We have always had databases. From our very first 512 Mac in 1986, we have had lists of addresses, pedigrees, CDs, software, and artwork. We have sent out show flyers, progress reports, requests for grant applications, and Christmas cards using labels printed from databases. So, of course, I have a database of all my threads and patterns.
I can even print out a list of needed DMC thread colors when JoAnne's or Michael's has them on sale. I can then take this printed list with me when I go to buy threads. But as with any data on a computer, the data is only as good as your willingness to update it. I thought I had a good handle on my DMC threads (though I am woefully behind updating my Rainbow Gallery threads), but when I went to pull threads for my last two projects, I found out that I was not as up-to-date as I thought I was. Obviously I had been buying thread, but not actually updating the database that the thread was purchased. And some threads were in the database, but not put away in the bags where they belong.
This is how I organize my DMC threads. Every color gets its own bag. The bag has a printed label (on Avery 8167 Return Labels, the same ones my husband uses for labeling slides) from my database with the color number and the color name. [Beware: Different designers can and have given different color names to the same DMC color number. Always select threads by the color number.]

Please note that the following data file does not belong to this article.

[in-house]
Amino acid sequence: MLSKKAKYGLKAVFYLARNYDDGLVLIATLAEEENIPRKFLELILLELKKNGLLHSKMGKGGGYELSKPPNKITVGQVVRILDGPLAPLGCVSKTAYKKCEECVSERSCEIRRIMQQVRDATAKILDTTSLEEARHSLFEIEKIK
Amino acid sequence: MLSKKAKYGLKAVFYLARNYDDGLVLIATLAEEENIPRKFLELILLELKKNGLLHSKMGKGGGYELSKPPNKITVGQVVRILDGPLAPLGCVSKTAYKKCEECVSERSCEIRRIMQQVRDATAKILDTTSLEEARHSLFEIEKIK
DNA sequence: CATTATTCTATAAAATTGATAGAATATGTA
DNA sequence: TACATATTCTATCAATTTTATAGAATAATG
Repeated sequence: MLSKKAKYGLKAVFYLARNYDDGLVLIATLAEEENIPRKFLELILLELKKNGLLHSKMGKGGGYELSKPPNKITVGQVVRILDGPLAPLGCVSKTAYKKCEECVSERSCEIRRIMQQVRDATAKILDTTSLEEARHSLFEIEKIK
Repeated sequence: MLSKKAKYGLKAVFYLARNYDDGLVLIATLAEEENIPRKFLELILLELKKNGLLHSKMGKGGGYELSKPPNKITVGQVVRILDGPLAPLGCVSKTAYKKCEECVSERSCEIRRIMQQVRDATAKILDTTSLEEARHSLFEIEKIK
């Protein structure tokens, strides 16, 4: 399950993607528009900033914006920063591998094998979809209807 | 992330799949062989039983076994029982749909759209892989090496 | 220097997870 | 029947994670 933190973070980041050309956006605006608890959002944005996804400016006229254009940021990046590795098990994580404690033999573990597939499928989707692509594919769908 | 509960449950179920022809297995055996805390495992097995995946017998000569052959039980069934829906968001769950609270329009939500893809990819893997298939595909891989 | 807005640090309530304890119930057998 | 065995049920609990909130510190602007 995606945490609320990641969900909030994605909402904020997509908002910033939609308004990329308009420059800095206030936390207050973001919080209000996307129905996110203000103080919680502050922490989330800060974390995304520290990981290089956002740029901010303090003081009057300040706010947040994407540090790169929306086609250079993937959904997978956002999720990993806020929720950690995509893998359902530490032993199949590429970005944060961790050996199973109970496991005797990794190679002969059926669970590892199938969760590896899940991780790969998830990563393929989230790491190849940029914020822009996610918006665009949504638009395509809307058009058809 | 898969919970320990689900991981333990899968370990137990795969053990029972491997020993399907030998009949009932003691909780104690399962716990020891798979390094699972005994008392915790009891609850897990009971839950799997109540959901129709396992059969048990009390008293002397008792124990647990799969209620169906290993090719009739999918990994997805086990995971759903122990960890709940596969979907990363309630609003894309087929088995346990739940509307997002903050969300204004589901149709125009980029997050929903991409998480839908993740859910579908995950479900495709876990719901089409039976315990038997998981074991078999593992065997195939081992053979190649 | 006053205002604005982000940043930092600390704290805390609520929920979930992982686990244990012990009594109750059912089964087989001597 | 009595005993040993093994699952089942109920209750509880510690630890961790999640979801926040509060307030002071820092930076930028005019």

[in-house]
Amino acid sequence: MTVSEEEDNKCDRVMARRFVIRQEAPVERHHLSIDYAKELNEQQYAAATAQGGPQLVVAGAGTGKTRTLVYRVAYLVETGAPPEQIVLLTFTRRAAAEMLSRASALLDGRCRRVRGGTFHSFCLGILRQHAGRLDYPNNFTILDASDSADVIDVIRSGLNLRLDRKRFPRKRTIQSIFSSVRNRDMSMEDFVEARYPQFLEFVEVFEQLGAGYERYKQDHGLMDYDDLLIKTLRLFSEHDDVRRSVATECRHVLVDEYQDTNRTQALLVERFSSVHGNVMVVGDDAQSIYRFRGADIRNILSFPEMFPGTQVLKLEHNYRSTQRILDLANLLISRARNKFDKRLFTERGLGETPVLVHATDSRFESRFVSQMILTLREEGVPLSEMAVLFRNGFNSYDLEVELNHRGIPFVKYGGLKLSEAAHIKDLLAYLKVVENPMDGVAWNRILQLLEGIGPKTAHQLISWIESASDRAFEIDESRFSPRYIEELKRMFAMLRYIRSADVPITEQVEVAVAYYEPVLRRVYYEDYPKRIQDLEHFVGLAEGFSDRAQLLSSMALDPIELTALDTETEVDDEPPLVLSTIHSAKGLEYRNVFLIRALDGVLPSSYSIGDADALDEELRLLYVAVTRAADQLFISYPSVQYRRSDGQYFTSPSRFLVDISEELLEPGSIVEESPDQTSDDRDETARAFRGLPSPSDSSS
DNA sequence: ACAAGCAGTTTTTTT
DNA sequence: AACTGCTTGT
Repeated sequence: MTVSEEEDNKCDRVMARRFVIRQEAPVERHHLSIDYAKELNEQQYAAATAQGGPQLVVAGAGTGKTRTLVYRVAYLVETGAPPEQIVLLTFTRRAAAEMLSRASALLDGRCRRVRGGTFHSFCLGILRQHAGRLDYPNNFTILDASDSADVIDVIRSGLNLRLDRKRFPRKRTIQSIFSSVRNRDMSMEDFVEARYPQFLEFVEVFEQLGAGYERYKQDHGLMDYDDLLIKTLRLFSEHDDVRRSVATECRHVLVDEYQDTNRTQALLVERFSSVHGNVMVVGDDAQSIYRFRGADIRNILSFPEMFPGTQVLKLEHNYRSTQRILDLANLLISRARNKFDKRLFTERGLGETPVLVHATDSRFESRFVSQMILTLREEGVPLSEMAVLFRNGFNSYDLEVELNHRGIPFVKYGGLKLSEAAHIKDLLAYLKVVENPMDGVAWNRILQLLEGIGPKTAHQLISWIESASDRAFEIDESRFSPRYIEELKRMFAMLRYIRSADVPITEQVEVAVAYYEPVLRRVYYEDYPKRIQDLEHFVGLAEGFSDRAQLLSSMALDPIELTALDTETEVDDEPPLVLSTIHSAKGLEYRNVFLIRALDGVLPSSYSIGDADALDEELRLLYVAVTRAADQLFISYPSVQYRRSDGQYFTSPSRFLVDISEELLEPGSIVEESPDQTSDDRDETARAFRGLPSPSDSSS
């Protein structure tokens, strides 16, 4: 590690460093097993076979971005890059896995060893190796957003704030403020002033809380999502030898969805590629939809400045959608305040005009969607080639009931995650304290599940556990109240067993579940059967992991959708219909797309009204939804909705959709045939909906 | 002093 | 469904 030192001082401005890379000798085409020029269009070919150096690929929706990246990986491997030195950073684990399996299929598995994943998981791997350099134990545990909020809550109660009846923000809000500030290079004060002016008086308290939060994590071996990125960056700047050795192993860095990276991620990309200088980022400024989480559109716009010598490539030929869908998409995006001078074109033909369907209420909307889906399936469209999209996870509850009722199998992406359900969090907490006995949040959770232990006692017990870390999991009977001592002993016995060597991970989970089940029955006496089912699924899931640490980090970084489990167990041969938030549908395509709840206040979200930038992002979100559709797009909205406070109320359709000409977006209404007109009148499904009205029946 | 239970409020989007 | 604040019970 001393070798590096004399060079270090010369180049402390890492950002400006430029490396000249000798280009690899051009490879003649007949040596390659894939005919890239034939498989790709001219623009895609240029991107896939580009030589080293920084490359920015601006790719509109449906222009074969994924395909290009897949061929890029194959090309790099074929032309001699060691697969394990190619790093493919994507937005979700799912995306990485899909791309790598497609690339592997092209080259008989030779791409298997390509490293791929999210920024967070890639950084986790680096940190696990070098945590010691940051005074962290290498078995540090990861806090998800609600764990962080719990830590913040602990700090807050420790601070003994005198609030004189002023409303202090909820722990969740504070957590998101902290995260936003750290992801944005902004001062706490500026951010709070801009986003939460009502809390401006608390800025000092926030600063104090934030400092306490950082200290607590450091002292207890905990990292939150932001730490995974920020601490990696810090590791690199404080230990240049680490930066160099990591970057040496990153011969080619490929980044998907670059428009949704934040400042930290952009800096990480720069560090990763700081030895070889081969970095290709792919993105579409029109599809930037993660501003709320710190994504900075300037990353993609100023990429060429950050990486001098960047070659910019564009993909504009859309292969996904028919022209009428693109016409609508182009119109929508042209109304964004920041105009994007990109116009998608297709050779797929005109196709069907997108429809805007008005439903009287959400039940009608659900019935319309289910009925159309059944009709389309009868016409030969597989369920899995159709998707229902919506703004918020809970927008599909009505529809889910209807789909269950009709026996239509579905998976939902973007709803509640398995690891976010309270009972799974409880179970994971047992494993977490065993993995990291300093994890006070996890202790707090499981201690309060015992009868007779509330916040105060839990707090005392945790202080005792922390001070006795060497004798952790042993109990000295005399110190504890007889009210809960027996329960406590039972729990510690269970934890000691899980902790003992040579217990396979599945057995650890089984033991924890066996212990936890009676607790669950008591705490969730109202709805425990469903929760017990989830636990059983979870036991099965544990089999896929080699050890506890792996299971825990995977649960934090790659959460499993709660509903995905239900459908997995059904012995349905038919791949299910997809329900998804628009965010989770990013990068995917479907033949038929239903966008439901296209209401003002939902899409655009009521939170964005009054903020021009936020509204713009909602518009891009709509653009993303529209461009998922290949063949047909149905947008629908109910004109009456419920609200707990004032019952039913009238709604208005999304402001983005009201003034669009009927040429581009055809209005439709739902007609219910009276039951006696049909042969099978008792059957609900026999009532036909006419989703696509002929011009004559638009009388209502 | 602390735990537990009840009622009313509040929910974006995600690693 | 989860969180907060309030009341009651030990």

When I need to pull threads for a project, I can get individual bags out and put them on a Project Ring. I do have to remember to "check out" the bag in the database. This ring is for a cross stitch project called Three Gables.
This is the box of rings I keep all my DMC floss in. Each ring is in color number order. I know most stitchers have some sort of system for keeping track of their floss. This is mine. I am grateful to the stitchers who recommended the Floss•Away system. I have tried other systems that required you to wind bobbins or hook the floss over bars, but I find this the easiest system that I have ever used.
Now all I have to do is update the database and print out a few labels for new colors that I bought, but didn't enter.
Computer neepery: Excel is not a database. Excel is good for pushing around numbers, but not so good for keeping track of many-to-many relationships. For many years we used a Macintosh only database called Helix (or Double Helix or Helix Express). It was truly relational, but had an odd "objective" programming structure and very poor reporting. Still, both my husband and I knew it inside and out. It was "non-programmy" enough that my husband, the artist, could use it. Unfortunately it was not supported by any company for many years, so in order to use a database that other people actually knew, we have been moving all of our databases to Filemaker Pro 8.5. It looks like this program will be around for a while, even if it is driving me crazy right now.